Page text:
Watchdog group appeals Yankee power boost approval

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Original article – Boston Globe

Watchdog group appeals Yankee power boost approval

By David Gram, Associated Press Writer | April 24, 2006

MONTPELIER, Vt. –The Vermont Public Service Board committed “extreme procedural violations” when it gave final approval for the Vermont Yankee nuclear plant to increase its power output by 20 percent, a nuclear watchdog group has charged.

The phrase was contained in an appeal by the New England Coalition to the Vermont Supreme Court in which it asked the court to reverse the board’s March 3 order saying Vermont Yankee could go ahead with the power increase.

The board’s decision, on the heels of final approval for the power increase by the federal Nuclear Regulatory Commission, said Vermont Yankee and the NRC had made a satisfactory effort to meet a key condition the board had set when it gave the power boost its tentative approval in March of 2004.
The NRC has exclusive jurisdiction over several issues surrounding nuclear plants, including their safety. But the state Public Service Board has the authority to weigh the economic impacts of power plants and other utility projects.

During board hearings on the power increase, the New England Coalition argued for an “independent safety assessment” of Vermont Yankee before it was allowed to increase power.

The board instead called for a special NRC review of the likely effect the power increase might have on the plant’s reliability. It reasoned that it had the power to call for such a review as a condition for approving the power increase because the plant’s reliability would affect electric rates by increasing the likelihood of outages at Vermont Yankee.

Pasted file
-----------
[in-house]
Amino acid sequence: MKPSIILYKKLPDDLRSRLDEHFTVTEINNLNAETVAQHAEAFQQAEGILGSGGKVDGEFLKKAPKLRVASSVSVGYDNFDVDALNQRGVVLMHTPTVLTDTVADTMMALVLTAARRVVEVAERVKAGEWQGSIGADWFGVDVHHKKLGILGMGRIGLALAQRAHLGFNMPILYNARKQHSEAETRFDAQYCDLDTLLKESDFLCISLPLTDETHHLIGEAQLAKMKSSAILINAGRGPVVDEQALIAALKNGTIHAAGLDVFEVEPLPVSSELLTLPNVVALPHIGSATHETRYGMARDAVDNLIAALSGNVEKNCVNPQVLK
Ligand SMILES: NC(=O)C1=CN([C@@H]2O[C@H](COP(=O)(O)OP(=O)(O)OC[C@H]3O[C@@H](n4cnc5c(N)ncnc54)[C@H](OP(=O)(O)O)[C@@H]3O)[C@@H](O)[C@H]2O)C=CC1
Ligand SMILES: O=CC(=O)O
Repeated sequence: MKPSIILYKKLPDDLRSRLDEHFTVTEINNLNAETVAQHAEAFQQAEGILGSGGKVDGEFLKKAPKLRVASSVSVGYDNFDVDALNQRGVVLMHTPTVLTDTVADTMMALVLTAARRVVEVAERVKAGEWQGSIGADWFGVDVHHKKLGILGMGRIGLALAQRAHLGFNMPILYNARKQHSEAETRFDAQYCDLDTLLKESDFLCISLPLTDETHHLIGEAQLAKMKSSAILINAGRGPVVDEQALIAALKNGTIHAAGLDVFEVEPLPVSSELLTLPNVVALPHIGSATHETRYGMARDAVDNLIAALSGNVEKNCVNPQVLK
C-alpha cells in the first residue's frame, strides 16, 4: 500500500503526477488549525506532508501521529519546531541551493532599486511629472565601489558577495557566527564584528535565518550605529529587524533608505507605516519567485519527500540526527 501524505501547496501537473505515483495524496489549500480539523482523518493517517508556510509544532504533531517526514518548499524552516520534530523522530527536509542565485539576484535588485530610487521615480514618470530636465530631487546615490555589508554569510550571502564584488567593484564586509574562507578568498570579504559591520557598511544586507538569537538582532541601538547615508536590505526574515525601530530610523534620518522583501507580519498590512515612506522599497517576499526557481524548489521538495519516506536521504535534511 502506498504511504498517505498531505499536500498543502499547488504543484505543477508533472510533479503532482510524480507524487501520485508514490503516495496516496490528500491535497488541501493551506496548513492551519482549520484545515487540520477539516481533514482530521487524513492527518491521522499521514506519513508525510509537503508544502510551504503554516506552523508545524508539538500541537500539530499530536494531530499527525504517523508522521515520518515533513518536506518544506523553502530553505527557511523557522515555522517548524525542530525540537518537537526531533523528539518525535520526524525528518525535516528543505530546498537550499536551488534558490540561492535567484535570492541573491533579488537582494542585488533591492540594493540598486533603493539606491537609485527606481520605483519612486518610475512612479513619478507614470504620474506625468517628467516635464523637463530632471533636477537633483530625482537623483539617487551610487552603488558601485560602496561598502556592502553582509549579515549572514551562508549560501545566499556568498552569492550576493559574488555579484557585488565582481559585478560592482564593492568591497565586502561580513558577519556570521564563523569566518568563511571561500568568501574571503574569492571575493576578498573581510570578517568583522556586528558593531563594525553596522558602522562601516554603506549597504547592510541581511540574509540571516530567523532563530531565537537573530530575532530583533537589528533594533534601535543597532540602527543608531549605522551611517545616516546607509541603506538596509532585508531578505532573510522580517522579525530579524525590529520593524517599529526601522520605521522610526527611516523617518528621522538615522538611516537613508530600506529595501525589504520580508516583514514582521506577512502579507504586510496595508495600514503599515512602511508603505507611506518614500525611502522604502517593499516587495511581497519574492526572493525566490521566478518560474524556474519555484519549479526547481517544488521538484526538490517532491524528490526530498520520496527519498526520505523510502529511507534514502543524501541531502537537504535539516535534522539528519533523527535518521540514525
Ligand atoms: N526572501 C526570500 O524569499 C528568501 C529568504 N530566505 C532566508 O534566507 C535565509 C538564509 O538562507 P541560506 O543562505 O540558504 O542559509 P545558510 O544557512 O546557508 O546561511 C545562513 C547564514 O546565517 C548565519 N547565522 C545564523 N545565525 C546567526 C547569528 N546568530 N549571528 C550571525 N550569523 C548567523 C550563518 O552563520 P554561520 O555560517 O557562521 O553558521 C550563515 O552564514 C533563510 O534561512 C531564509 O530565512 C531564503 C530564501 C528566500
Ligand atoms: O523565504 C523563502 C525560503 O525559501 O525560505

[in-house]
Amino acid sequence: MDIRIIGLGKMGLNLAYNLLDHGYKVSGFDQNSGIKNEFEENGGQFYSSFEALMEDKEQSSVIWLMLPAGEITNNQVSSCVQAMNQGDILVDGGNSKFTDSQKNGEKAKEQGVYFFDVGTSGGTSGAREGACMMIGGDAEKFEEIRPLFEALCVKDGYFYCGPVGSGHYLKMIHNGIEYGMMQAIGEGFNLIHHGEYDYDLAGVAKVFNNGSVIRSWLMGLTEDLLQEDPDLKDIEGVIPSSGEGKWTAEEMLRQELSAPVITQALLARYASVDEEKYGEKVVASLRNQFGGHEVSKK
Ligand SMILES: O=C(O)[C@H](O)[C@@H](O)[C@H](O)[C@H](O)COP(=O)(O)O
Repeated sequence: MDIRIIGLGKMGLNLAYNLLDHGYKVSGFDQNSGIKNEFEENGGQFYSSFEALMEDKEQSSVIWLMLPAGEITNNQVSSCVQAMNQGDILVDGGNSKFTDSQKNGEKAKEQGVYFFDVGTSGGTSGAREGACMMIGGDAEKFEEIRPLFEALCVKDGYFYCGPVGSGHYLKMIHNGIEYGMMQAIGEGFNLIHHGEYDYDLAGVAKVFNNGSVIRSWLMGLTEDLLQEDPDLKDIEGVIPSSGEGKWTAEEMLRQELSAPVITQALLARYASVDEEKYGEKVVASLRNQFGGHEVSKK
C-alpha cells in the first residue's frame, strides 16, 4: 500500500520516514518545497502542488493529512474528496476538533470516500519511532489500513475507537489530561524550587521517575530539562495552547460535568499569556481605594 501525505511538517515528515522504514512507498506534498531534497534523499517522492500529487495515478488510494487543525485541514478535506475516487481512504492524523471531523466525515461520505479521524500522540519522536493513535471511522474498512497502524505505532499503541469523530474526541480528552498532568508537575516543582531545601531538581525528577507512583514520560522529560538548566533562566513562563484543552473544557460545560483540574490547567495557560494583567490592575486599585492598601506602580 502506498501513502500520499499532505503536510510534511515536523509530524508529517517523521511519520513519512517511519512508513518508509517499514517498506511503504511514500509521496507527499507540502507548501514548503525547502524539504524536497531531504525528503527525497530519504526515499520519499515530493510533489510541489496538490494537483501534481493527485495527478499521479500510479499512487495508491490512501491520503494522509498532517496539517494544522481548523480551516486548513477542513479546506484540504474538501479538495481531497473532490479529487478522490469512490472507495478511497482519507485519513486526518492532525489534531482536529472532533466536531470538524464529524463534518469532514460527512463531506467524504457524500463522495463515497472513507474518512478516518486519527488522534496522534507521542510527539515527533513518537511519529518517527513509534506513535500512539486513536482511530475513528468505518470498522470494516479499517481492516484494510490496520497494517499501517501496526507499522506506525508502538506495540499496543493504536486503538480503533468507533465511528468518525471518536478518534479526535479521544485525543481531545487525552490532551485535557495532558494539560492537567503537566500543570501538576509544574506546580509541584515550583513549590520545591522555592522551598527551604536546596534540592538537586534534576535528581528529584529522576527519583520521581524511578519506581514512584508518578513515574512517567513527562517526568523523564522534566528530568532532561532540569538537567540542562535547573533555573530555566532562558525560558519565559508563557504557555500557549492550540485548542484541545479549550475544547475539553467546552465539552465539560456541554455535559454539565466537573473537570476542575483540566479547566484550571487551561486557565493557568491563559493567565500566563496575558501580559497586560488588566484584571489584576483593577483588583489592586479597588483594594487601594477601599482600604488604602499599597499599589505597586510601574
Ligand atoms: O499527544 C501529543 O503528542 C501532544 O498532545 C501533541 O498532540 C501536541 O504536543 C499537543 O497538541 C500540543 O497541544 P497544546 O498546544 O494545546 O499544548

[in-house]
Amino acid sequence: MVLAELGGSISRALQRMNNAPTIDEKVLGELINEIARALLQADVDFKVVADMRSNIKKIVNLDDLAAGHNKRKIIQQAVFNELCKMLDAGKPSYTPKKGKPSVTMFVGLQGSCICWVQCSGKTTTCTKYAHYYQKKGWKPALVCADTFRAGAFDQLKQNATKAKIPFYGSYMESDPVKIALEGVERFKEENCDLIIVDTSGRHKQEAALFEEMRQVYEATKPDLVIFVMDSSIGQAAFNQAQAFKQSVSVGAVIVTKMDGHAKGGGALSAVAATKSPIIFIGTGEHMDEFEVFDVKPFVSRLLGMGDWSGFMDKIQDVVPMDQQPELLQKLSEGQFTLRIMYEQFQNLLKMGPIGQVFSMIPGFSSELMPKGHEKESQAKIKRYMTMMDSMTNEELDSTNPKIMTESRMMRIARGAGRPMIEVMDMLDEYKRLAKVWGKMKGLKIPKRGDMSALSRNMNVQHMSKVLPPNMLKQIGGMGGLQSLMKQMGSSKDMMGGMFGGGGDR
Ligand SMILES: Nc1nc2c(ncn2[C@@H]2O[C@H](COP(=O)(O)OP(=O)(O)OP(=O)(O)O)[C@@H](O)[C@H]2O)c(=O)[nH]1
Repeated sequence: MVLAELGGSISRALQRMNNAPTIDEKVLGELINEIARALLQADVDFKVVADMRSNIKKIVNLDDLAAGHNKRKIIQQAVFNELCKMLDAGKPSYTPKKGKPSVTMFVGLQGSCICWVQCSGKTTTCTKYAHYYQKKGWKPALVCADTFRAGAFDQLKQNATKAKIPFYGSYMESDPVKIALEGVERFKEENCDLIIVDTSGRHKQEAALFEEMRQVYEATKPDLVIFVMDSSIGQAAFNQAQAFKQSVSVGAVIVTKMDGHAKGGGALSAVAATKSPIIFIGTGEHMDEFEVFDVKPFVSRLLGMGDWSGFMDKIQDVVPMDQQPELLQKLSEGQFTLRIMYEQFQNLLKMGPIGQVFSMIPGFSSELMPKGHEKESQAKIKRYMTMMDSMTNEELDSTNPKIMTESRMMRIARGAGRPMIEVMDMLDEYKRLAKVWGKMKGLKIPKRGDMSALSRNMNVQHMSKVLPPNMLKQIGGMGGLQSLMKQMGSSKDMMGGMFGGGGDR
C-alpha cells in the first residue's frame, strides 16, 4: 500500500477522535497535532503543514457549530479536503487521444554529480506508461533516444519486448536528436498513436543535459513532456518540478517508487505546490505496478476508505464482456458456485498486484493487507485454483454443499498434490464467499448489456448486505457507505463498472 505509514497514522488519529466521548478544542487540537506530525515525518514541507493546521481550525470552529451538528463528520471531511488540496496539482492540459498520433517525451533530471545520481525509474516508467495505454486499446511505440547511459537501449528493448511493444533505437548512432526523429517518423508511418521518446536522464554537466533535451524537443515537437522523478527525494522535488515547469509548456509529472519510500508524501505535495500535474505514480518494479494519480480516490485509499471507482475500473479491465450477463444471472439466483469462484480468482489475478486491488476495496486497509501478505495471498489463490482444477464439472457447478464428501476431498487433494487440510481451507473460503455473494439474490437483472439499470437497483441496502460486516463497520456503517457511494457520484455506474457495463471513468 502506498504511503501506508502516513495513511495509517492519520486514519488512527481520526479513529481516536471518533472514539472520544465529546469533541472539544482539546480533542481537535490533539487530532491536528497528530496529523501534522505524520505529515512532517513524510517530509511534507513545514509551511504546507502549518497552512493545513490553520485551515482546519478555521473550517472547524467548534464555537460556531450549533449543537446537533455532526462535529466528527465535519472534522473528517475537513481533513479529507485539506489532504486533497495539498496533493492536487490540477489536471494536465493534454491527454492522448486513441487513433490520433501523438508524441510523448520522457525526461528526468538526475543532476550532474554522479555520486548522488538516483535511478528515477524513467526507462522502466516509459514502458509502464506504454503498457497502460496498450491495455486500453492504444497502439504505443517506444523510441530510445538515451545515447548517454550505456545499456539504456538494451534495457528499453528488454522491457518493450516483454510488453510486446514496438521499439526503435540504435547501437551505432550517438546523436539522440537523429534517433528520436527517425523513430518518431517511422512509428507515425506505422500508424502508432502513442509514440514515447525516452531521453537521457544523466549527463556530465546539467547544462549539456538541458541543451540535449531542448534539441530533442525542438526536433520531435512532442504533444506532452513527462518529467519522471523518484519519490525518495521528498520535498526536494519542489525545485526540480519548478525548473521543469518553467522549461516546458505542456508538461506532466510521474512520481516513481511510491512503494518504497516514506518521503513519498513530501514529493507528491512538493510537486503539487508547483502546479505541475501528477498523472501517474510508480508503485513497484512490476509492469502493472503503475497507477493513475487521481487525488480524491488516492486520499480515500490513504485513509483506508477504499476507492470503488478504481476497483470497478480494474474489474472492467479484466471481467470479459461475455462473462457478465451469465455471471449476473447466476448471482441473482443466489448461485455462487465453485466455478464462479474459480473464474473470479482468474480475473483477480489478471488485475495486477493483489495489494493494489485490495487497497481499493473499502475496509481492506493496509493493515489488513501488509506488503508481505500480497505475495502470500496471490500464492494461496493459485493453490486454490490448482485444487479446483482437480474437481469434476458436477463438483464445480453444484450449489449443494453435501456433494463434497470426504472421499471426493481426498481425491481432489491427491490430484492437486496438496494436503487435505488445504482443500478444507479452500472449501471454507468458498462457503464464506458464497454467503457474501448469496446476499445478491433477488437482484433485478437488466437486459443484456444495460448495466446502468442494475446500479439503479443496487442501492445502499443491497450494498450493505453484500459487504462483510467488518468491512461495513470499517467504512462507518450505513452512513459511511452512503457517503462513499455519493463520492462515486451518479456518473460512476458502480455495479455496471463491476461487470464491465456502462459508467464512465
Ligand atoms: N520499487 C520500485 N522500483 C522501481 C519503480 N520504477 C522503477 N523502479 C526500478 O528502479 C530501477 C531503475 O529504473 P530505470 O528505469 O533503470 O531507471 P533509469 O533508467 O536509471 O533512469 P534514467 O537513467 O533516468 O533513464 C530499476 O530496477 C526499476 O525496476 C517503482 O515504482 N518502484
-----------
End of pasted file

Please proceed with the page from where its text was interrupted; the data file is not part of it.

The NRC did a special review. In its March 3 order, the board said in effect that although the federal agency’s review was not exactly what it had called for, it was good enough.

The NRC review “did not employ precisely the same methodology we had requested,” the board said. But it said it “appears to have nonetheless achieved the same purpose.”

In its appeal, the coalition said the board reached that conclusion without any of the usual court-like hearings in which witnesses can be cross-examined. The board hosted a conference with the NRC to hear about its inspection, but the information gathered there was not under oath, the group said.

“The NRC specifically acknowledged that its inspection did not even address the reliability of the plant, but was rather limited to an examination of whether certain safety mechanisms would operate in the event of an accident,” the coalition’s appeal said.

Robert Williams, spokesman for Vermont Yankee owner Entergy Nuclear, said the “the NRC conducted the most comprehensive review of any plant uprate they’ve ever done.”

He added that “the PSB relied on those comprehensive reviews and they rightly decided not to modify their approval. We’re very confident the Vermont Supreme Court will affirm the board’s decisions.”
Vermont Yankee has been increasing power in stages. It raised the level to 115 percent of its original power output on Saturday; data the plant collected after reaching that level is now being reviewed by the NRC, Williams said.

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